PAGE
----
Victory Over Blindness by Johanna Domke - Guyot

Tuesday 16 October was a very special day for Blind Veterans UK. Our patron HRH The Countess of Wessex unveiled our ‘Victory Over Blindness’ statue outside Manchester Piccadilly station.

The statue, entitled Victory Over Blindness, depicts seven blinded First World War soldiers leading one another away from the battlefield with their hand on the shoulder of the man in front. Realised by artist and sculptress Johanna Domke-Guyot, the statue will stand proudly outside Manchester Piccadilly station as the only permanent memorial to the injured of that conflict.

Johanna said:

“I’m over the moon with how the statue has turned out. It’s been a very long journey and I underestimated how emotional I would feel about the whole process. The time I’ve had with these seven figures over these years and seeing them come to life has been really amazing.

“Bringing them to life again in a bronze that will last for years and years is overwhelming. People will be able to touch them, I want it to become a people’s piece.”

Johanna was diagnosed with Multiple Sclerosis in 1994 and studied art as a way of dealing with her illness.

She adds: “I remember deciding one day after my diagnosis that I didn’t want to give up. I went back into education and found a new love. I started the piece this bronze is based on in 2011. It was like art therapy for me and, due to relapses, took years in the end.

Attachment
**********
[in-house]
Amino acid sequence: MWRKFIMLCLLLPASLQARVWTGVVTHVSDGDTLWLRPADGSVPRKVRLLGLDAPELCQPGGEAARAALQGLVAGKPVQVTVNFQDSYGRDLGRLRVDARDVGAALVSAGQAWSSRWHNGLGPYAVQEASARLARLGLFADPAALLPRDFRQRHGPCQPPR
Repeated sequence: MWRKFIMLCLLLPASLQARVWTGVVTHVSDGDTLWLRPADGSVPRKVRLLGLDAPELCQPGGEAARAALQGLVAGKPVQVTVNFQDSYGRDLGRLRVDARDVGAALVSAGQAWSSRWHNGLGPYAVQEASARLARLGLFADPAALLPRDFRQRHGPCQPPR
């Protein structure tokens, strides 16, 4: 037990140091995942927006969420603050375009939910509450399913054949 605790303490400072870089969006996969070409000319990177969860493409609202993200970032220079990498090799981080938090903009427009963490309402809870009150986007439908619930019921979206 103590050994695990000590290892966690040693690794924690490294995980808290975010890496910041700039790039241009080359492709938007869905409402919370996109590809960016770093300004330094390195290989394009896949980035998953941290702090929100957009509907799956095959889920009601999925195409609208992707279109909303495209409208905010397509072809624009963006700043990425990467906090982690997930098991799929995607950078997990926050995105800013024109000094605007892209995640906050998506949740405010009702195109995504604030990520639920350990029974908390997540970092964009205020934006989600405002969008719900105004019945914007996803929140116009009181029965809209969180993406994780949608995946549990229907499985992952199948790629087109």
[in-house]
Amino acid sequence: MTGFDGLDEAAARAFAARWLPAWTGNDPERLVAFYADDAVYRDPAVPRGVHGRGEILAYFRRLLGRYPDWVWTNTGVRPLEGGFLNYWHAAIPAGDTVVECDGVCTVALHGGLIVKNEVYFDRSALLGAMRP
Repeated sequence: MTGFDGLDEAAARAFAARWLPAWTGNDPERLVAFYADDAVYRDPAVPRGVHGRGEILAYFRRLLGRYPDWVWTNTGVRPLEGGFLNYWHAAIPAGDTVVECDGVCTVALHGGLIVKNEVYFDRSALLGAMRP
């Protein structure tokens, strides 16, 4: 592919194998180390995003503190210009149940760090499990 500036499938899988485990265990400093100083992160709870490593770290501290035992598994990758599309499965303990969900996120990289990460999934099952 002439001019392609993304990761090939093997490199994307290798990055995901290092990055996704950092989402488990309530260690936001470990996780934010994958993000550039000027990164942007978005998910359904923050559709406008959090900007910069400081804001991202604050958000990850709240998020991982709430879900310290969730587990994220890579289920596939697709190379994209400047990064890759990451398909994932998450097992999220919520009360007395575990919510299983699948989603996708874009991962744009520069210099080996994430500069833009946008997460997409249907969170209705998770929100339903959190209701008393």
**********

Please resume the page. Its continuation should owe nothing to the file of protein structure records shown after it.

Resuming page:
“My MS means that my fingers are pretty numb so people are always interested in how I’m able to sculpt with so little feeling. I have developed my own techniques over time.”

The seven First World War blind veterans will stand proudly outside Manchester Piccadilly Station and will be the only permanent memorial in the UK marking the 100th anniversary of the Armistice.

Blind Veterans UK supports over 4,700 blind and vision-impaired veterans today. More than ever before in the charity’s history and 50 per cent more than the total number of veterans the charity supported who lost their sight as a result of their service in WWI. The charity estimates there are up to 50,000 blind and vision-impaired ex-Service men and women who are entitled to their support but not aware of it.

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